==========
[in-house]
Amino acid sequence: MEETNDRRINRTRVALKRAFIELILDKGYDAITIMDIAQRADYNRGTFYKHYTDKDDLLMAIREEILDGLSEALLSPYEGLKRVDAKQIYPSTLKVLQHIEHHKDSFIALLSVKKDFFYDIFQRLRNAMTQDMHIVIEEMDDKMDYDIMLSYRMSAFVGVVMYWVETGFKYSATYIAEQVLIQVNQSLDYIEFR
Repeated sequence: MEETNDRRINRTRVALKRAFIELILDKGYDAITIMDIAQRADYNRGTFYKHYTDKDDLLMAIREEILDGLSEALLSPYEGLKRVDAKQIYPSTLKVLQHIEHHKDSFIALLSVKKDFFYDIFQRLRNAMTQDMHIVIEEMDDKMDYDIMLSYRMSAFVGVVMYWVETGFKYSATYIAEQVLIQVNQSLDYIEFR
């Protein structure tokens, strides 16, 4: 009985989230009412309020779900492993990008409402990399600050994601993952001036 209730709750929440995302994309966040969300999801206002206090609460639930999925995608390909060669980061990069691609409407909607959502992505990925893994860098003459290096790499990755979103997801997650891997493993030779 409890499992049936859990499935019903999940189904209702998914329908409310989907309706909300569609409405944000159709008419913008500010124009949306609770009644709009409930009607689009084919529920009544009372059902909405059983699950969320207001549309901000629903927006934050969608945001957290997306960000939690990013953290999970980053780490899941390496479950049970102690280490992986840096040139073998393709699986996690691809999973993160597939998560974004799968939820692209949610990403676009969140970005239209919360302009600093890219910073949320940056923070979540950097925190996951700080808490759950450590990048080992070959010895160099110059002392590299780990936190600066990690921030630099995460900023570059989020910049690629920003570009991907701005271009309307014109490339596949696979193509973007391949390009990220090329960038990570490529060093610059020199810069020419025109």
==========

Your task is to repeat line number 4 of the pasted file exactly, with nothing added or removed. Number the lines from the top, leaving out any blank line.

């Protein structure tokens, strides 16, 4: 009985989230009412309020779900492993990008409402990399600050994601993952001036 209730709750929440995302994309966040969300999801206002206090609460639930999925995608390909060669980061990069691609409407909607959502992505990925893994860098003459290096790499990755979103997801997650891997493993030779 409890499992049936859990499935019903999940189904209702998914329908409310989907309706909300569609409405944000159709008419913008500010124009949306609770009644709009409930009607689009084919529920009544009372059902909405059983699950969320207001549309901000629903927006934050969608945001957290997306960000939690990013953290999970980053780490899941390496479950049970102690280490992986840096040139073998393709699986996690691809999973993160597939998560974004799968939820692209949610990403676009969140970005239209919360302009600093890219910073949320940056923070979540950097925190996951700080808490759950450590990048080992070959010895160099110059002392590299780990936190600066990690921030630099995460900023570059989020910049690629920003570009991907701005271009309307014109490339596949696979193509973007391949390009990220090329960038990570490529060093610059020199810069020419025109």